Lieberman was right: With Abbas in charge there will be no peace

With either Fatah or Hamas at the helm of the Palestinian people there is absolutely no possibility for long term peace in the region

Abbas is no more moderate than Arafat
Aaron Marcus
On 24 August 2012 10:13

Avigdor Lieberman, Israel's foreign minister, came under international fire this week for suggesting in a letter to world leaders that the Palestinian Authority should hold new elections to oust current Palestine Liberation Organization Chairman Mahmoud Abbas. Lieberman called Abbas an “obstacle to peace,” stating that, while he was not taking part in terrorism, he was engaged in legal and diplomatic warfare. 

As a result of his letter, the Palestinian Authority called for the “criminal” Lieberman to be “fired” and Prime Minister Netanyahu distanced himself from the letter saying Lieberman’s position does not reflect the Israeli government’s.

First things first: memo to the Palestinian Authority – when someone says something you disagree with, it doesn’t make them a “criminal.” 

Second, in a democracy, a head of government, particularly the head of a coalition government, can't easily just fire someone. Sure, Netanyahu could try to demote Lieberman from his position as Foreign Minister, but why should he? Lieberman was honest with his characterization of Abbas: the PA Leader is currently in the midst of an epic "hostage" situation, with Israel and the Palestinian people as his hostage. 

Despite Israeli concessions like land withdrawals, tax remittance programs, building freezes in Judea and Samaria and direct Israeli aid to the Palestinian Authority, there has been no progress in finding a solution to the Arab-Israeli conflict. Israel has exhausted all measures of goodwill to get the Palestinians to the negotiating table, but the PA leadership refuses.  

Abbas has sidestepped Israel in negotiating any final status agreement, instead persisting with anti-Israel activity by continuing to praise murderous terrorists, encouraging international boycotts of Israel and denying Jewish historical significance to the land of Israel. 

These dogmatic assertions have perpetuated hatred against Israel in the Palestinian Territories and around the world under the pretense that if you delegitimize at all costs eventually you will get your way. Keep in mind that Lieberman didn’t call for Abbas to be assassinated or thrown in prison, but merely for the Palestinian electorate to have an opportunity to democratically choose a new leader. After all, Abbas was elected in 2004 to serve a four year term of which he is now in his eighth year without re-election.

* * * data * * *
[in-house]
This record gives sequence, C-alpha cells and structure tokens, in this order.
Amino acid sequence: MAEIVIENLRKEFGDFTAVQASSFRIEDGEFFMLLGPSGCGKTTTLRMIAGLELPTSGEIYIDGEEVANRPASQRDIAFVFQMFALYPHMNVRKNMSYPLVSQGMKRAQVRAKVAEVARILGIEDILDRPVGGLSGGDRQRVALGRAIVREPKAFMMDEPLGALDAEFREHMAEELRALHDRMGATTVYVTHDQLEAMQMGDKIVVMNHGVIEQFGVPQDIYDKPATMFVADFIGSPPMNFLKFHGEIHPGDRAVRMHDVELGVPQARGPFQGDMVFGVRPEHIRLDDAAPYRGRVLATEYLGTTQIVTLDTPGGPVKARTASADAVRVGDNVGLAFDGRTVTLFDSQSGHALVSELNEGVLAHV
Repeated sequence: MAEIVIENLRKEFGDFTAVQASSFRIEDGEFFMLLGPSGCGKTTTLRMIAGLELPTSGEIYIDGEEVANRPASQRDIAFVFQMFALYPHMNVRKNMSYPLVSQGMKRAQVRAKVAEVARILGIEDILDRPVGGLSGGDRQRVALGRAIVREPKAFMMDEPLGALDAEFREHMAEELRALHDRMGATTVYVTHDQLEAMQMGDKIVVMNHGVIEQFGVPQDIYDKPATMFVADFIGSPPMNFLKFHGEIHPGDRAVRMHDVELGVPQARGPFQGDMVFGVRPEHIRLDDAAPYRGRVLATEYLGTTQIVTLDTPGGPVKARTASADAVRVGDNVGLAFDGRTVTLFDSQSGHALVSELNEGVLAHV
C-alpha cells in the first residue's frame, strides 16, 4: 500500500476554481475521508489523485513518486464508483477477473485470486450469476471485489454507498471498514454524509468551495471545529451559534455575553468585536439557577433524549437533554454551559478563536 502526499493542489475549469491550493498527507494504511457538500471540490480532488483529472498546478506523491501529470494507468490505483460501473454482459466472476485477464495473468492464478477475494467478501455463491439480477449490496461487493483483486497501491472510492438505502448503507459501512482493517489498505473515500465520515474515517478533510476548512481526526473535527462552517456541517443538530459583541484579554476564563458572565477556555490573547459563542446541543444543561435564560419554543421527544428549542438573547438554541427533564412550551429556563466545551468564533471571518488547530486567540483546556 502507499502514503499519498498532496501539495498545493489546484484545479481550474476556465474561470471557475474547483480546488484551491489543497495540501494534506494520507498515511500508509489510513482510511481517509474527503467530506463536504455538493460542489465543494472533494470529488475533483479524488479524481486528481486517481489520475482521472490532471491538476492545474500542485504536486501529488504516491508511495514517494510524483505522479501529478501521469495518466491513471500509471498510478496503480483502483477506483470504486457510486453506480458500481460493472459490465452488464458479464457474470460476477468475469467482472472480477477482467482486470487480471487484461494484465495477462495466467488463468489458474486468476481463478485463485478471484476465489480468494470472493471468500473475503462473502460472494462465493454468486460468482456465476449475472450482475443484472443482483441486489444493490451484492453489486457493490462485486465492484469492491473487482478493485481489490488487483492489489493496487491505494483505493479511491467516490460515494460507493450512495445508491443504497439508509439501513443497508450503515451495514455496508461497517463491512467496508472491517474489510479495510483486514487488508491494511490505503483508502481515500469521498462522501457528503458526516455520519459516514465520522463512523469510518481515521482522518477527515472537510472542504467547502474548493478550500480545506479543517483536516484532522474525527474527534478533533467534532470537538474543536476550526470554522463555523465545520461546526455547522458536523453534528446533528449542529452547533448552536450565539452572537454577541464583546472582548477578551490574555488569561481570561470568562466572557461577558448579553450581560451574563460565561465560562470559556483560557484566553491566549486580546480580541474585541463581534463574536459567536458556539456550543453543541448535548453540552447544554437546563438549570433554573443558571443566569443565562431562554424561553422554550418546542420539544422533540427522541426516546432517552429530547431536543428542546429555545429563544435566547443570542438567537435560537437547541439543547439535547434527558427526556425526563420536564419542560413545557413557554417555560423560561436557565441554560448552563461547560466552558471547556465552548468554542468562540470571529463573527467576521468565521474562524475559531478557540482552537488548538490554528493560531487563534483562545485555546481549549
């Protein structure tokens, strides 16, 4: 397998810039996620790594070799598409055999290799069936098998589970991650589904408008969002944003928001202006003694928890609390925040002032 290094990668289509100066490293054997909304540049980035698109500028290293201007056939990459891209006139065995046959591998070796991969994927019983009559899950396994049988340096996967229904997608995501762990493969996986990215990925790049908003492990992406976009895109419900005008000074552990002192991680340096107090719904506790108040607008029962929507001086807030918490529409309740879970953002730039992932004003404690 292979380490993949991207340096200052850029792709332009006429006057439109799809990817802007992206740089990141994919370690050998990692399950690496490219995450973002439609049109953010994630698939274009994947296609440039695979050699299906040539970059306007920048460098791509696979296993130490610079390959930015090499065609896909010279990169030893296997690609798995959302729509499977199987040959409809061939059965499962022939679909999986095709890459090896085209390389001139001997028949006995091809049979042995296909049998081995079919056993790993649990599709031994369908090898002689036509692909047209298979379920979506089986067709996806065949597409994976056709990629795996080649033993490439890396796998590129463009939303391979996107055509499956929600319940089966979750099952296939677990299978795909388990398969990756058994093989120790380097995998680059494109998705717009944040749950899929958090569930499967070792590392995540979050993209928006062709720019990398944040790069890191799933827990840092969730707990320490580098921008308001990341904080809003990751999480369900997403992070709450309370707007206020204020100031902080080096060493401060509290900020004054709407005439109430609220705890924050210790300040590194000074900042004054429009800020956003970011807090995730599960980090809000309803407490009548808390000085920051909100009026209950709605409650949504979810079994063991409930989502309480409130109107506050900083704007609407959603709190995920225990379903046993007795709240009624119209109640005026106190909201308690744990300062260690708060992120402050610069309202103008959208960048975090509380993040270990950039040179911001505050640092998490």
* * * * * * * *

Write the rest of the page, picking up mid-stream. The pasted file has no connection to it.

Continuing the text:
Perhaps the PA reacted so harshly to Lieberman’s reasonable suggestion because with sky-high poverty, unemployment, and no urgency in negotiating with Israel, Fatah has a slim chance of once again retaining Palestinian support.

The other reason why the PA and Netanyahu may have reacted the way they did is to hide the truth about Mahmoud Abbas and his Fatah party.

Since 1993, Israel has found itself in quite a conundrum. With the signing of the Oslo Accords, Israel formally recognized the Palestine Liberation Organization as a legitimate Palestinian entity. After years of being branded, correctly, as a terrorist organization by Israel and the international community, suddenly Israel and the United States told Palestinians and the world to recognize this organization as the rightful leaders of the Palestinian people.

Talk about confusion; on one day they are terrorists literally banned from stepping foot inside Israel and the Palestinian Territories, and the next day they are leaders!

In effect, Oslo made a terrorist organization “moderate” and "legitimate" where in the past they would have been viewed as extreme as Hamas.

Now Israel and the international community are forced to work with Mahmoud Abbas as a legitimate leader. Despite Palestinian refusal to host new elections, many still see Abbas as a more moderate version of Yasser Arafat – a belief with no basis. 

Abbas was the PLO signatory to the Oslo accords and has been responsible for the funding of numerous terrorist attacks against Israel. He says that even if Israel uproots all of the Jewish communities in Judea, Samaria and Eastern Jerusalem the Palestinian struggle against Israel will not end.

Let’s not forget that as chairman of the Palestine Liberation Organization, you are also the de facto chairman of two major terrorist organizations, the Al Aqsa Martyrs Brigade and the Popular Front for the Liberation of Palestine.

Where Lieberman was wrong in his characterization of Abbas is when he stated: “In recent years, we have seen that Mr. Abbas speaks with a moderate and pleasant voice to the international community, but in fact, has been personally acting to undermine attempts to renew the peace process.”  

He is wrong because Abbas and Fatah have not been trying to “undermine” the peace process "in recent years,” they have never actually engaged in a serious discussion about peace. Since Oslo, the Palestinian Authority has been offered and declined final status agreements no less than three times, each with a portion of Jerusalem as its capital. 

Fatah and Abbas are not a “roadblock” to peace, because a roadblock implies something temporary. With either Fatah or Hamas at the helm of the Palestinian people there is absolutely no possibility for long term peace in the region.

Aaron Marcus is an activist at the Zionist Organization of America

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